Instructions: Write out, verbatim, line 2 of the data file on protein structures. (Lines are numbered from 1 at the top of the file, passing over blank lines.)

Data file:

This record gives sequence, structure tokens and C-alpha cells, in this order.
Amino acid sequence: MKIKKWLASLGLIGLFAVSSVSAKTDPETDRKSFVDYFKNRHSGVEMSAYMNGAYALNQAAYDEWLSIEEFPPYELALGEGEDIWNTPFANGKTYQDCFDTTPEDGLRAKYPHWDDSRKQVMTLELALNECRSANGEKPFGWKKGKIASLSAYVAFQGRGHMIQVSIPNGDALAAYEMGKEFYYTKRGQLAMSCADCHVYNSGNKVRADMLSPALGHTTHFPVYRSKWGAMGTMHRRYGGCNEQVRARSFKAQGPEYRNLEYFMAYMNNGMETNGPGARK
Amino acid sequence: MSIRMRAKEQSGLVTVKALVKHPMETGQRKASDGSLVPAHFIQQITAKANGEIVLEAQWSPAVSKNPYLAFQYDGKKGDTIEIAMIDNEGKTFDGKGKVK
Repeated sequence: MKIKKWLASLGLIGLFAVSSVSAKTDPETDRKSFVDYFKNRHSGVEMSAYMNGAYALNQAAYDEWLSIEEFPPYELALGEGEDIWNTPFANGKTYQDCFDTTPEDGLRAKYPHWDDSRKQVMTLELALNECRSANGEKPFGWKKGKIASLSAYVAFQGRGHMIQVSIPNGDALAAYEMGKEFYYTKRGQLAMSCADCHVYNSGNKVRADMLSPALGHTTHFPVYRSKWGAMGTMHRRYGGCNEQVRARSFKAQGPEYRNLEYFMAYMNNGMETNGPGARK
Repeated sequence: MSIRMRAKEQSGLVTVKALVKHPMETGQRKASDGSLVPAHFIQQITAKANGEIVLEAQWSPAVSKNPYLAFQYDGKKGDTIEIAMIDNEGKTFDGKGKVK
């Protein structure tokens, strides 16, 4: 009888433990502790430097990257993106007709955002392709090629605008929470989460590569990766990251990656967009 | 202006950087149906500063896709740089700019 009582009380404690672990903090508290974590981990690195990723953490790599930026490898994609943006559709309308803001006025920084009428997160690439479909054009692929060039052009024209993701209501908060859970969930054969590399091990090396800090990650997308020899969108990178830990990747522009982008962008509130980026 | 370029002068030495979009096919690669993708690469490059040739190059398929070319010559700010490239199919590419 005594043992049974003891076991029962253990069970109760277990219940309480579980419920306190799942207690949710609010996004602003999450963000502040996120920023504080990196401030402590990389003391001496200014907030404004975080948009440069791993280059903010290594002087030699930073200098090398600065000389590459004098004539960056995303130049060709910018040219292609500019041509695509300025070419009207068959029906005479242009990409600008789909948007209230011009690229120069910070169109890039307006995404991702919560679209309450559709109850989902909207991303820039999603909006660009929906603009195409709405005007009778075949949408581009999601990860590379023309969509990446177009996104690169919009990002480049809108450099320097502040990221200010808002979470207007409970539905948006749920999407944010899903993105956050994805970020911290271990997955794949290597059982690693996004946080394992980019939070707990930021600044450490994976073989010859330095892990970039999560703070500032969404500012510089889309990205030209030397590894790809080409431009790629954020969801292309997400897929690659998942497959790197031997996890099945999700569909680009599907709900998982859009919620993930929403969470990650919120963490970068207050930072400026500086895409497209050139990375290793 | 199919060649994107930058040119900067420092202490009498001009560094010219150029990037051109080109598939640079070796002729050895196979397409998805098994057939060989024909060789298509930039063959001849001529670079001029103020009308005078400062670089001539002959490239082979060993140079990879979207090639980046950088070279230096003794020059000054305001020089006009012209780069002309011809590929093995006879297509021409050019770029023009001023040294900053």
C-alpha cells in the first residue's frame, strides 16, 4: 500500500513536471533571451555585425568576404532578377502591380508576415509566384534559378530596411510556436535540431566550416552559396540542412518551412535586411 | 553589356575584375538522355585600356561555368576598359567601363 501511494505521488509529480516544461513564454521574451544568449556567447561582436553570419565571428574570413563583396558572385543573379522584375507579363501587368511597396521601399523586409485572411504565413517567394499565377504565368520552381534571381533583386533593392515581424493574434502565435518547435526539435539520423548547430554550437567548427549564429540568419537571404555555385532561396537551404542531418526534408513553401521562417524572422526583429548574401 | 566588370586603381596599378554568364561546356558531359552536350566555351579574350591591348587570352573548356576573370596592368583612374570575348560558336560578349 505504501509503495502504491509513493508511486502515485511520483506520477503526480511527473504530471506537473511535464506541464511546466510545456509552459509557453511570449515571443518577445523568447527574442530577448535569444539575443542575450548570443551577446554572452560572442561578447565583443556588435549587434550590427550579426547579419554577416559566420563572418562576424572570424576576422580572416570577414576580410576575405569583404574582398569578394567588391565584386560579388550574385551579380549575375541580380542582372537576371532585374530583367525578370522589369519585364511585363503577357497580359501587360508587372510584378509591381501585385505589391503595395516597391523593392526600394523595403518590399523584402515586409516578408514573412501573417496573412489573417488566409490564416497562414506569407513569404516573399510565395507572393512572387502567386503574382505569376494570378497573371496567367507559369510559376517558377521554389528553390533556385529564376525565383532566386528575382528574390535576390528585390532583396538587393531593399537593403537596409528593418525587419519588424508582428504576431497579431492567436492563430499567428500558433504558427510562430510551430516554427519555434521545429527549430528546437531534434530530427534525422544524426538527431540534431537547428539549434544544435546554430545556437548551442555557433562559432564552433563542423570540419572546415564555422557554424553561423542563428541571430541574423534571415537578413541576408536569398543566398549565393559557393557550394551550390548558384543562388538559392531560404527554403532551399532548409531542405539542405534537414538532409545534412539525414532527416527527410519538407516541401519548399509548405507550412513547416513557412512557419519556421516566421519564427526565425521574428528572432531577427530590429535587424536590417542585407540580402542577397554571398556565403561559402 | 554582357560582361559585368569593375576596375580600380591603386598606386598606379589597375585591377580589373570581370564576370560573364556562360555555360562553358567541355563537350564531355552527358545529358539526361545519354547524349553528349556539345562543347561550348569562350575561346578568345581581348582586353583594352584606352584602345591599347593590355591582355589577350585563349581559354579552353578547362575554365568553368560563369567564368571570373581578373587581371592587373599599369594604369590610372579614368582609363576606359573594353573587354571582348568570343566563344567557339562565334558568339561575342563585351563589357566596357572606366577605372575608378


Amino acid sequence: MKIKKWLASLGLIGLFAVSSVSAKTDPETDRKSFVDYFKNRHSGVEMSAYMNGAYALNQAAYDEWLSIEEFPPYELALGEGEDIWNTPFANGKTYQDCFDTTPEDGLRAKYPHWDDSRKQVMTLELALNECRSANGEKPFGWKKGKIASLSAYVAFQGRGHMIQVSIPNGDALAAYEMGKEFYYTKRGQLAMSCADCHVYNSGNKVRADMLSPALGHTTHFPVYRSKWGAMGTMHRRYGGCNEQVRARSFKAQGPEYRNLEYFMAYMNNGMETNGPGARK